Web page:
Preventing autoimmunityEdit

Factor Mfge produced in lymphoid tissues mainly by FDCs is known to enhance engulfment of apoptotic cells. Deficit of this factor in mice leads to a state resembling systemic lupus erythematosus (SLE). Furthermore, mice lacking LT or LT receptors, which are devoid of FDC, develop generalized lymphocytic infiltrates, which are suggestive of autoimmunity. These findings suggest that FDC possibly protect organism against autoimmunity by the removal of potentially self-reactive debris from germinal centres.[13]

Interaction with B-cellsEdit

Noncognate (not antigen specific) B cells play a significant role in the transport of antigens to FDCs. They capture immune complexes in CR1/2-dependent way either directly from the lymph or from macrophages, and move to the lymphoid tissue, where they transfer complement opsonized antigen to the FDCs.[15][16]

FDCs, in turn, attract B cells with chemoattractant CXCL13. B cells lacking CXCR5, the receptor for CXCL13, still enter the white pulp, but are mislocalized and disorganized. To generate follicular structures, FDCs need to be stimulated by lymphotoxin (LT), a mediator produced by B cells. The stimulation of CXCR5 on B cells upregulates LT production, which leads to FDCs activation and stimulates further CXCL13 secretion, thus generating a positive feed-forward loop. This results in the formation of GC, where antigen-activated B cells are trapped to undergo somatic mutation, positive and negative selection, isotype switching, and differentiation into high-affinity plasma cells and memory B cells. Adhesion between FDCs and B cells is mediated by ICAM-1 (CD54)–LFA-1 (CD11a) and VCAM–VLA-4 molecules.[7] Activated B-cells with low affinity to antigen captured on FDCs surface as well as autoreactive B-cells undergo apoptosis, whereas B cells bound to FDCs through the antigen complex, survive due to apoptosis blockage caused by interaction with FDCs.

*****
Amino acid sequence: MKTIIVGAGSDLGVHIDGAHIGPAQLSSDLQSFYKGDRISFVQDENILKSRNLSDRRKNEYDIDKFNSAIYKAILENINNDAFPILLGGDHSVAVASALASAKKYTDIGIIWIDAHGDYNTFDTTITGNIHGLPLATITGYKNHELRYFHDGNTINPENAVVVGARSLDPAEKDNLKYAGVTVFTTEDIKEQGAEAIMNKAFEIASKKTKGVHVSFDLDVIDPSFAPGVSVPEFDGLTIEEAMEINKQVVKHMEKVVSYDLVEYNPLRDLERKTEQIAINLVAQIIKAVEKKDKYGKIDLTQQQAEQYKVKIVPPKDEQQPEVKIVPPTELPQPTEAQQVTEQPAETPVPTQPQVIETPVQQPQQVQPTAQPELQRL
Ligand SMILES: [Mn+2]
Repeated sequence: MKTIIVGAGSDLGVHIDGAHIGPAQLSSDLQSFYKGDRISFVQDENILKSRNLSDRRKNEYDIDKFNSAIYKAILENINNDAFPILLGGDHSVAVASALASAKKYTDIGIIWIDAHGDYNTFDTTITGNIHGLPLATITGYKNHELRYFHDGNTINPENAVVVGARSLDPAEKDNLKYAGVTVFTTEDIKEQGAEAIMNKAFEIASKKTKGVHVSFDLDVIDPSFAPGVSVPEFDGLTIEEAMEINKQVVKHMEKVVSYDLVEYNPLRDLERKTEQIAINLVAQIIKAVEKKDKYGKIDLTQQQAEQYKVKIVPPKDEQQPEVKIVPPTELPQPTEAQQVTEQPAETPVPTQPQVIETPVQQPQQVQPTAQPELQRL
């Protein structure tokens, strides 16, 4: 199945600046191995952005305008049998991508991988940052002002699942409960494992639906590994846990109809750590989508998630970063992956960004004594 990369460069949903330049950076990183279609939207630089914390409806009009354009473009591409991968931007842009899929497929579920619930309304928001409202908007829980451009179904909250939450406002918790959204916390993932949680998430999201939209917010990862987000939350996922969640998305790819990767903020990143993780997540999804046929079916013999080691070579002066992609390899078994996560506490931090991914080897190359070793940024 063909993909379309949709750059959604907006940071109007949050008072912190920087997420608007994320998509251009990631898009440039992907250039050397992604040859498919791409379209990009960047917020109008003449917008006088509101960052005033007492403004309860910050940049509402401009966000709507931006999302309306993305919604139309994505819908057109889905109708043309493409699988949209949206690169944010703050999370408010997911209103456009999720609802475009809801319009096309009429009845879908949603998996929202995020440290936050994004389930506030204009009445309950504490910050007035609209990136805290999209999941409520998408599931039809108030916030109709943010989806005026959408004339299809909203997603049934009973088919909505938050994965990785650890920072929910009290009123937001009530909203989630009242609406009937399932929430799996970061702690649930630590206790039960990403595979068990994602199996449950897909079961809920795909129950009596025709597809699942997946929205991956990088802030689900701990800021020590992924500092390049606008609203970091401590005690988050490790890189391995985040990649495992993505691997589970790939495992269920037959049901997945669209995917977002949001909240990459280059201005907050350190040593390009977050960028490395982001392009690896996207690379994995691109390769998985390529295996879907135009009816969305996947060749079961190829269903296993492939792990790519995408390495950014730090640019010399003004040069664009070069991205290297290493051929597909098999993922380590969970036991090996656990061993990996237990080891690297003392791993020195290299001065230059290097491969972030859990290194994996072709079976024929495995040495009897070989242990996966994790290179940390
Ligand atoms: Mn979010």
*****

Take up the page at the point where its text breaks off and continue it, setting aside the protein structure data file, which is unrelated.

Rare primary FDC-tumors have been described. These sarcomas often involve lymphoid tissues, but in a number of cases the tumor has been found in the liver, bile duct, pancreas, thyroid, nasopharynx, palatum, submucosa of the stomach or the duodenum. In a number of chronic inflammatory conditions, cells producing CXCL13 chemokine and carrying such FDCs markers as VCAM-1 and CD21, have been observed at quite unexpected sites, including synovial tissue of patients with rheumatoid arthritis (RA), salivary glands of patients with Sjögren’s syndrome, and the skin of patients with pseudo B cells lymphoma.[7] Follicular dendritic cells participate in HIV-1 infection development both, by providing a haven for HIV-1[17][18][19] and by stimulating HIV-1 replication in adjacent infected monocytic cells via a juxtacrine signaling mechanism.[20] There are also some evidences, that FDCs may promote prion replication and neuroinvasion in neuroinvasive scrapie.[21]

See alsoEdit